Cranmer took a leading part in the production of the "Bishops Book" (1537) and the "King's Book" (1543). He strongly supported the translation of the Bible into English; he himself translated the Litany (1544) and began the revision of the Breviary Offices. He was chiefly responsible for bringing to England the foreign reformers Martin bucer, peter martyr vermigli, and Jan laski (a lasco). The 1549 book of common prayer was mainly his work, but there is no authentic record of those who compiled the second Prayer Book (1552). In common with all the English Reformers, Cranmer accepted the Lutheran doctrine of justification by faith, but he was never a Lutheran or a Zwinglian in his doctrine of the Eucharist. In 1538 he still held the official Roman doctrine, but in 1546 he ceased to believe in transubstantiation and was persuaded by Nicholas ridley to embrace the doctrine taught by the monk ratramnus of corbie of Christ's spiritual, real presence, without any destruction of the substance of the bread and wine. At his final examination before James Brooks, Bishop of Gloucester (155460), in September 1555, Richard Martin accused him of having "taught in this high sacrament of the altar three contrary doctrines," to which Cranmer replied, "Nay, I taught but two contrary doctrines in the same," viz, transubstantiation and the doctrine that he had taken from Ratramus in 1546 and that was enshrined in his Prayer Book of 1549.

In the course of Cranmer's trial and following his official degradation, he signed a total of six recantations. These did not save him from the stake, and on March 21, he was executed at Oxford. While the fire was being lit, Cranmer denounced his recantations and placed his hand in the fire first to demonstrate his sorrow for having denied his Protestant faith. His dramatic execution was eventually to elevate him to the status of a martyr for English Protestanism, and with the accession of Elizabeth I in 1559 the restoration of his prayer book enshrined his theology as the dominant teaching of the English Church.

Bibliography: Works. Remains of Thomas Cranmer, ed. h. j. jenkyns, 4 v. (Oxford 1833). The Works of Thomas Cranmer, ed. j. e. cox, 2 v. (Parker Society Pub. 1516; Cambridge, England 184446). Literature. j. ridley, Thomas Cranmer (Oxford 1962), bibliog. c. ratcliff, "The Liturgical Work of Archbishop Cranmer," The Journal of Ecclesiastical History 7 (1956) 189203. c.w. dugmore, The Mass and the English Reformers (New York 1958); "The First Ten Years, 154959," The English Prayer Book 15491662 (London 1963) 630. l. loevenbruck, Dictionnaire de théologie catholique, ed. a. vacant, 15 v. (Paris 190350; Tables générales 1951) 3.2:202631. p. hughes, The Reformation in England, 3 v. in 1 (5th, rev. ed. New York 1963) v. 1 and 2. l. b. smith, Tudor Prelates and Politics, 15361558 (Princeton 1953). f. e. hutchinson, Cranmer and the English Reformation (New York 1951). m. schmidt, Die Religion in Geschichte und Gegenwart, 7 v. (3d ed. Tübingen 195765) 1:187879. p. n. brooks, Cranmer in Context (Minneapolis 1989). m. johnson, ed. Thomas Cranmer (1990). d. loades Thomas Cranmer and the English Reformation (Gwynedd 1991). d. maculloch, Thomas Cranmer: A Life (New Haven 1996).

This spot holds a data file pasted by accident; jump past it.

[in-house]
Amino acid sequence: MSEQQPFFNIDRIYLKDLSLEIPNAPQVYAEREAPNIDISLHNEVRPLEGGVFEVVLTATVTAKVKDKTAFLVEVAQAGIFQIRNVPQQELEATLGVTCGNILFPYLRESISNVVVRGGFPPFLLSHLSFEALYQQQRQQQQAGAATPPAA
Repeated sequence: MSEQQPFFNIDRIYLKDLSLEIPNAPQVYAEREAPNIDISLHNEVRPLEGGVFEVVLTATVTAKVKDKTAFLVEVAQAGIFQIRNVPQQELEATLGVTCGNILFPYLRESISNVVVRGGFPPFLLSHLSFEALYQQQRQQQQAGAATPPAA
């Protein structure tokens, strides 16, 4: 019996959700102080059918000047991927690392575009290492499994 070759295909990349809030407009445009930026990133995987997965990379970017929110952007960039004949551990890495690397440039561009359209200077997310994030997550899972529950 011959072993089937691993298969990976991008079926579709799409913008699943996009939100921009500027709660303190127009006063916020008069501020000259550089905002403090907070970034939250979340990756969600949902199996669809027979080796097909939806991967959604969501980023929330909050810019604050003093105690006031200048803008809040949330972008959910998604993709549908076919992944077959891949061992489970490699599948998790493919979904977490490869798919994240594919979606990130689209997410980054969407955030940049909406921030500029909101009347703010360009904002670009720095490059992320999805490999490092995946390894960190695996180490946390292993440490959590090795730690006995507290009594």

[c. w. dugmore]

Thomas Cranmer

views updated Jun 27 2018

Thomas Cranmer

The English ecclesiastic Thomas Cranmer (1489-1556) was the first Protestant archbishop of Canterbury.

Thomas Cranmer was born in Aslacton, Nottinghamshire, on July 2, 1489, the son of a village squire. He went to Cambridge University at the age of 14; though of indifferent scholarship, he received a bachelor's degree in 1511 and a master's degree in 1514. He also received a fellowship at Jesus College and seemed well on the way to an ecclesiastical career when, at 25, he abandoned his fellowship and married Black Joan of the Dolphin Inn at Cambridge. Very little is known of this girl, who died, as did his child by her, within a year of their marriage. Cranmer then returned to his former way of life. His fellowship was restored, and by 1520 he had been ordained a priest and become a university preacher. Five years later he received the degree of doctor of divinity.

A chance meeting in August 1529 with two members of King Henry VIII's administration led to Cranmer's employment in the royal service; he worked toward obtaining the annulment of Henry's marriage with Catherine of Aragon. In January 1532 he was sent as ambassador to the court of Emperor Charles V at Ratisbon and at Nuremberg. At the latter town he made two acquisitions: Lutheran sympathies, if not convictions, and a young German wife, Margaret, a Lutheran and a niece of the prominent Lutheran scholar Andreas Osiander.

Protestant Archbishop

Within a year of his appointment as ambassador, Cranmer was recalled and nominated for the office of archbishop of Canterbury. He knew that this appointment was given him in return for his future annulment of the King's marriage. The bulls of his appointment to the See of Canterbury were obtained, under compulsion and with great speed, from Pope Clement VII by March 1533, and Cranmer was consecrated archbishop on March 30. On May 23 he concluded the trial of Henry's marriage to Catherine of Aragon by declaring the marriage to have been invalid. On May 28 Cranmer publicly adjudged Henry's marriage to Anne Boleyn in the previous January to have been lawful; and on June 1, Whitsunday, he anointed and crowned her as queen of England in Westminster Abbey.